Today is a cultural marathon, where we’ve planned to take in the following locations. In fact, we squeezed in an extra one, so read on, loyal reader…
They’re all fairly local to here, so we’re not planning to drive further than about half-an-hour from base-camp. I say ‘base-camp’ because just like the mountaineers of days-gone-by surviving in sub-zero temperatures, Strode House seems to have no heating and, as we discovered this morning, no hot water either! Thank heavens for the the two electric heaters I discovered in the cleaners’ cupboard!
After a lazy breakfast, we headed out just after 9.30 for our first stop of the day – Muchelney Abbey, courtesy of English Heritage.
The Abbey had plenty to show off including the well-documented, two-storey loo for the Monks (no sign of any loo-paper though! Yuk!)
What’s less well-known is the gorgeous apple tree outside the main entrance. We later learned it was a cider apple tree, specifically a variety called ‘10 Commandments’ (because each apple contained 10 pips!)
After inspecting the Monks’ Loo, our next stop was the quaint town of Somerton – supposedly the capital of ancient Wessex. There was a lovely looking Church (St Michael and All Angels), but more especially for us, the Market Cross was the standout attraction.
After a quick look round the shops (including an unsuccessful search around an antique shop in search of a ‘bacon iron’, which we later learned was actually called a ‘tongue press’), we then headed towards our next stop: NT’s Lytes Cary Manor.
Boy, this place was busy – and it had only been open for around 30 minutes and already the overflow car-park was half-full.
A lovely old house, all beautifully restored, together with an immaculately manicured lawn and trees. The house in particular, felt very welcoming.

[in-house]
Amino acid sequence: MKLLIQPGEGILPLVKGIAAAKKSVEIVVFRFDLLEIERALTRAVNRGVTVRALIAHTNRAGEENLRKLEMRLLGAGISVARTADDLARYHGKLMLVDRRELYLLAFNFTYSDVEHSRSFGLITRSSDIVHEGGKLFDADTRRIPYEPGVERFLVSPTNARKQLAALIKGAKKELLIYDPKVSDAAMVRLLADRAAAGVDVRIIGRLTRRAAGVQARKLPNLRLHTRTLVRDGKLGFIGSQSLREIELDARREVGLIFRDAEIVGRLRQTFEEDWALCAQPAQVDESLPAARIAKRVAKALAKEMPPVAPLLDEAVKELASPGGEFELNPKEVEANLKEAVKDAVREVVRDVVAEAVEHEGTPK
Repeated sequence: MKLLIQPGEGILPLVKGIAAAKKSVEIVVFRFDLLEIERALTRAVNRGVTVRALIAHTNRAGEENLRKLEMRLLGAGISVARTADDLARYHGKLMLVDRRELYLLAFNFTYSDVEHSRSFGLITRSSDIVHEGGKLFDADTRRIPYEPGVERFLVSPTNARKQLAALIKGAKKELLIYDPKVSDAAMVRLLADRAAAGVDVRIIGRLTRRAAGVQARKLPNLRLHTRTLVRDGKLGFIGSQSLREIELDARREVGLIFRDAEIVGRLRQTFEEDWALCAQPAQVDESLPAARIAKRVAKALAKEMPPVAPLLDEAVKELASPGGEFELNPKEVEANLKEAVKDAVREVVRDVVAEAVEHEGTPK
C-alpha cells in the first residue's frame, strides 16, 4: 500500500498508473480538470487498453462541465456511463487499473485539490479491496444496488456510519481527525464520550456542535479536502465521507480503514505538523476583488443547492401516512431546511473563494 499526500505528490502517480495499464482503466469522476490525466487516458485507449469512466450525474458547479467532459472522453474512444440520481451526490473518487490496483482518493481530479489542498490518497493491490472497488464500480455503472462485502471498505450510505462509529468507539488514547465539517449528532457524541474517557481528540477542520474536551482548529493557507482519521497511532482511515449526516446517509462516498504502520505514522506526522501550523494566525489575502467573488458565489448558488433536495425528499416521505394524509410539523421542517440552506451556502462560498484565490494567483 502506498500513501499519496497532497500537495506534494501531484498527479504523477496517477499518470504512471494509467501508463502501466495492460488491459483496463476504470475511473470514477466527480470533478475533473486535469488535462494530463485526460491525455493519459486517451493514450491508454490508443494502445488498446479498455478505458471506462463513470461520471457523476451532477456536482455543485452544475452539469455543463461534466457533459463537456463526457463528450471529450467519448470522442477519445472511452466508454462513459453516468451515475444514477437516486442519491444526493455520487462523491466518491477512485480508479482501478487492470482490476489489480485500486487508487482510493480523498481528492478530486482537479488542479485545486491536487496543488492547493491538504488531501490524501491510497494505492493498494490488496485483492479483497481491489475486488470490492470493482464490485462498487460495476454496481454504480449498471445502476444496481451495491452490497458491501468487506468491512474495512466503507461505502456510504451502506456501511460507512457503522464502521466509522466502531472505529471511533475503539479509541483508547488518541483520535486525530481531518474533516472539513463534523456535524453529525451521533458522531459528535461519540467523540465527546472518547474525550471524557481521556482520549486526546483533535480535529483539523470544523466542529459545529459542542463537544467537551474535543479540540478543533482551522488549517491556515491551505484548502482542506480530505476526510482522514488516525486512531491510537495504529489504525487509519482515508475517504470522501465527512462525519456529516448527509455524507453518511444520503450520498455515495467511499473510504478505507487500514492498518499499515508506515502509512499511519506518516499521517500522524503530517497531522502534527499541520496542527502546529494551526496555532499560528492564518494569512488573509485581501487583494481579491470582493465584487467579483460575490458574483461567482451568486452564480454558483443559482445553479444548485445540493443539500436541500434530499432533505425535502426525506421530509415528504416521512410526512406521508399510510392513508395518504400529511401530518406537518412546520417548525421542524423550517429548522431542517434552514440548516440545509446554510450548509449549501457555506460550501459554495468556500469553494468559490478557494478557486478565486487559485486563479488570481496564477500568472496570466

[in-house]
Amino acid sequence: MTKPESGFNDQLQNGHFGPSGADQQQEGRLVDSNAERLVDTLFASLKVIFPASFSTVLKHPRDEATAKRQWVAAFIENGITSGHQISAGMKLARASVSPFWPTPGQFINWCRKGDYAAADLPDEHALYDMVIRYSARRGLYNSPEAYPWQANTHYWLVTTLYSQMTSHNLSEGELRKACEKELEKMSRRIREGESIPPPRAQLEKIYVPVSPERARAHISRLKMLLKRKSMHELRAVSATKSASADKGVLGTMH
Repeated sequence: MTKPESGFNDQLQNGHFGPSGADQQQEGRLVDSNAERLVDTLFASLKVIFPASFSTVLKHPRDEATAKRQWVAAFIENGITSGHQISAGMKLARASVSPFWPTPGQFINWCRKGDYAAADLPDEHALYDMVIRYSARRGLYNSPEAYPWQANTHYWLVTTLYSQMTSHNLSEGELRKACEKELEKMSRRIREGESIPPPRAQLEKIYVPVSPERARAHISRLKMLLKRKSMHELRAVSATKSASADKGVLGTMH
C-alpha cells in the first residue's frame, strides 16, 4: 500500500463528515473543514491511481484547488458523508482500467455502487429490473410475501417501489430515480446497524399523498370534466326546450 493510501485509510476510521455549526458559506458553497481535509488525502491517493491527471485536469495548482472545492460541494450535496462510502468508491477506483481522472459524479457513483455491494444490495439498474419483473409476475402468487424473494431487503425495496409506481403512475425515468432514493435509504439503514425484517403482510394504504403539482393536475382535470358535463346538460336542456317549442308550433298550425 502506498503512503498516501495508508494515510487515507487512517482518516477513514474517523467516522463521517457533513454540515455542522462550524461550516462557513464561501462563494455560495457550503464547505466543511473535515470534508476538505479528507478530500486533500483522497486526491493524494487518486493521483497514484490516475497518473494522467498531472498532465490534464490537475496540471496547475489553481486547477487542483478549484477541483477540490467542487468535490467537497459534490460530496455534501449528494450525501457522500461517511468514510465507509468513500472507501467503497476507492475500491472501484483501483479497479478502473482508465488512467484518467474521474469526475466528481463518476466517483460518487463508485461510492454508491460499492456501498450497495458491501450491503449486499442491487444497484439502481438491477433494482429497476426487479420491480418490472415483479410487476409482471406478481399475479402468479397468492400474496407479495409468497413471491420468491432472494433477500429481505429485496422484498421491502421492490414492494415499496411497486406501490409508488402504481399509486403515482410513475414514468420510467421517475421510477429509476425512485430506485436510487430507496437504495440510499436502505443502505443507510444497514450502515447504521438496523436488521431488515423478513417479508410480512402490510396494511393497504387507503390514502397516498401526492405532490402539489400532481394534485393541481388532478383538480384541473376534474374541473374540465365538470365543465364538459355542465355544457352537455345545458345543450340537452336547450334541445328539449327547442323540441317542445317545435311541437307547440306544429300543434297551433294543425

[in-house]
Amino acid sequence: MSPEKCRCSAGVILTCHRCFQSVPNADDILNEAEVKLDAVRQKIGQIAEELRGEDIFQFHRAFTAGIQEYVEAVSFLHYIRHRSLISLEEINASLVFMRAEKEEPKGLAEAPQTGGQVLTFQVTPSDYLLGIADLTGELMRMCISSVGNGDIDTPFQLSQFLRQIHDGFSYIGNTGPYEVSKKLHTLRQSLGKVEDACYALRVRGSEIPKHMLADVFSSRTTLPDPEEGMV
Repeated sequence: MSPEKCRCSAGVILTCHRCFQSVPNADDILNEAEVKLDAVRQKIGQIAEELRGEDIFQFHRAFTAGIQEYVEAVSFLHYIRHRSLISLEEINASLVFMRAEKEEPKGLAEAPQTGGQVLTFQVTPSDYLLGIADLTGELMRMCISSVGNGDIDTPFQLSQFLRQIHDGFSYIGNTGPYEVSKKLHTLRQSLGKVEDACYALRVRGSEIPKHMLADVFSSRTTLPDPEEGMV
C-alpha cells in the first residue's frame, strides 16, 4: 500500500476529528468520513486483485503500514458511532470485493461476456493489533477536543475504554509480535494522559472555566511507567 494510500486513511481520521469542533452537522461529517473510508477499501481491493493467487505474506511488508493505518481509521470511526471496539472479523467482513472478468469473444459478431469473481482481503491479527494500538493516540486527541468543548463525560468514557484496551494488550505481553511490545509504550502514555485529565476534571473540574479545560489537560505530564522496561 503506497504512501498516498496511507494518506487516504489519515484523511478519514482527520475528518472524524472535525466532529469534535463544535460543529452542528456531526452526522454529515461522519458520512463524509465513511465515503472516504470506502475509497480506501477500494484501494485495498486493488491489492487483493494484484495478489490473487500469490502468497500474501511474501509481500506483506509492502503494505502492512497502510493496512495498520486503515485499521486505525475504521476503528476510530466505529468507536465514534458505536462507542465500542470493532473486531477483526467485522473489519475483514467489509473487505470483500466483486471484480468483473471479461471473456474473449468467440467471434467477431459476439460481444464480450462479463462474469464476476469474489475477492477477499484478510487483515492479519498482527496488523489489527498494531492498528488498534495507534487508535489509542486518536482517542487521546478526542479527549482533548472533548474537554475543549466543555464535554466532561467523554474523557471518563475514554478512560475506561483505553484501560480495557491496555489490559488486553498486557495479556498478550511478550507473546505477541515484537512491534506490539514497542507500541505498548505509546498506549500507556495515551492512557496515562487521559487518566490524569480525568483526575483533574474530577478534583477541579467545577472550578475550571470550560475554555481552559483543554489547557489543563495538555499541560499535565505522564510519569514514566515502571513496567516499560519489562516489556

Luckily for us, the weather forecast didn’t come true (as by now, it should have been raining) instead, it was still dry and actually quite warm. We decided to squeeze in another ‘local’ spot – the market town of Castle Cary. It was only a short drive, and we soon found a free parking space in the high street. Alas, no Castle remains these days, only the earthworks, so we spent our time wandering around the town centre. What struck us immediately was that the place was almost completely deserted! In fact, on closer inspection, there were hardly any shops open either. All pretty unusual these days, and on exiting the town the only three places doing any business were the two tiny supermarkets and the Pub! Very strange to see a town in 2017 thinking it was still 1977!
The most memorable feature of the town for us was The Market House, a Grade II listed building completed in 1855 on the site of the 1616 original.
The weather was turning now, and so we headed for our final destination - The Royal Naval Fleet Air-Arm Museum in Yeovilton. As we arrived, the rain stopped and the sun came out. Perfect then, for prepared picnic – and better still that there were picnic tables outside the Museum too (they must have known we were coming!). After our late lunch, we headed inside the Museum.
A good Museum, packed with a lot of interesting exhibits – especially helicopters!
…as well as a slightly edam-flavoured 40-minute ‘virtual tour’ of the inside of the Ark Royal in the 70s (including a flight simulation by helicopter to get us there)…
Best exhibit for me was an actual Concorde – we think it was the original French test/prototype version.
Then it was back in the car to ‘Ice Station Zebra’ where, on arrival, we confirmed that the hot-water had properly failed, as it was now cold water out of both taps in all rooms. Oh joy!
Tomorrow (after the obligatory call the NT’s Holiday Helpline), we’re off to:
- NT’s Knightshayes (A big old house and famous Victorian kitchen garden)